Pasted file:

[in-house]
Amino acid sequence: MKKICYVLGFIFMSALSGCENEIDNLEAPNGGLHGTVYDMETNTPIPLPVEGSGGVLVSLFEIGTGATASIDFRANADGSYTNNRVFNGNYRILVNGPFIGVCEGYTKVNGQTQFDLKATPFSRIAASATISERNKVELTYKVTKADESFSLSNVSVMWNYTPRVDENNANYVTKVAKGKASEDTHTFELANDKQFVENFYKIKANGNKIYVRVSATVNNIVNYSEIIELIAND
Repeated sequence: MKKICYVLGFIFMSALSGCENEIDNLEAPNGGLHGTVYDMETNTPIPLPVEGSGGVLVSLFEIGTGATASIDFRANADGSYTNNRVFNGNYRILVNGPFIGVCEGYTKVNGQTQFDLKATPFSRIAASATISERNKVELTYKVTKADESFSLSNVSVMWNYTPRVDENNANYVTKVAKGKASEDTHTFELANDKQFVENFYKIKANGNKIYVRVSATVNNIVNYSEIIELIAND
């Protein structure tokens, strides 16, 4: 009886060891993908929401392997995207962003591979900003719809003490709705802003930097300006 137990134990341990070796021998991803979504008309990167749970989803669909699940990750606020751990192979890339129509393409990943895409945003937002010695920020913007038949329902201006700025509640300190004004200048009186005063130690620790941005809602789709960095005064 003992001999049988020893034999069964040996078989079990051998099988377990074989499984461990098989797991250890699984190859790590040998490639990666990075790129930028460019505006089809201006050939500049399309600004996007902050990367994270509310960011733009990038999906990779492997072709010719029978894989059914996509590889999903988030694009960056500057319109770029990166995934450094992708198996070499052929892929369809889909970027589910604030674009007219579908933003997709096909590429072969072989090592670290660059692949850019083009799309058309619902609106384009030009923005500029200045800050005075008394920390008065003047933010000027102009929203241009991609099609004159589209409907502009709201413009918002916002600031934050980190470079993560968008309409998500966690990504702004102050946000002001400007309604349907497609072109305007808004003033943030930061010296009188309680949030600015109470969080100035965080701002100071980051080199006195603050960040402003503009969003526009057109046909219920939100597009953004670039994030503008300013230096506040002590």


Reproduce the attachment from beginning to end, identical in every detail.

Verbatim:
[in-house]
Amino acid sequence: MKKICYVLGFIFMSALSGCENEIDNLEAPNGGLHGTVYDMETNTPIPLPVEGSGGVLVSLFEIGTGATASIDFRANADGSYTNNRVFNGNYRILVNGPFIGVCEGYTKVNGQTQFDLKATPFSRIAASATISERNKVELTYKVTKADESFSLSNVSVMWNYTPRVDENNANYVTKVAKGKASEDTHTFELANDKQFVENFYKIKANGNKIYVRVSATVNNIVNYSEIIELIAND
Repeated sequence: MKKICYVLGFIFMSALSGCENEIDNLEAPNGGLHGTVYDMETNTPIPLPVEGSGGVLVSLFEIGTGATASIDFRANADGSYTNNRVFNGNYRILVNGPFIGVCEGYTKVNGQTQFDLKATPFSRIAASATISERNKVELTYKVTKADESFSLSNVSVMWNYTPRVDENNANYVTKVAKGKASEDTHTFELANDKQFVENFYKIKANGNKIYVRVSATVNNIVNYSEIIELIAND
């Protein structure tokens, strides 16, 4: 009886060891993908929401392997995207962003591979900003719809003490709705802003930097300006 137990134990341990070796021998991803979504008309990167749970989803669909699940990750606020751990192979890339129509393409990943895409945003937002010695920020913007038949329902201006700025509640300190004004200048009186005063130690620790941005809602789709960095005064 003992001999049988020893034999069964040996078989079990051998099988377990074989499984461990098989797991250890699984190859790590040998490639990666990075790129930028460019505006089809201006050939500049399309600004996007902050990367994270509310960011733009990038999906990779492997072709010719029978894989059914996509590889999903988030694009960056500057319109770029990166995934450094992708198996070499052929892929369809889909970027589910604030674009007219579908933003997709096909590429072969072989090592670290660059692949850019083009799309058309619902609106384009030009923005500029200045800050005075008394920390008065003047933010000027102009929203241009991609099609004159589209409907502009709201413009918002916002600031934050980190470079993560968008309409998500966690990504702004102050946000002001400007309604349907497609072109305007808004003033943030930061010296009188309680949030600015109470969080100035965080701002100071980051080199006195603050960040402003503009969003526009057109046909219920939100597009953004670039994030503008300013230096506040002590």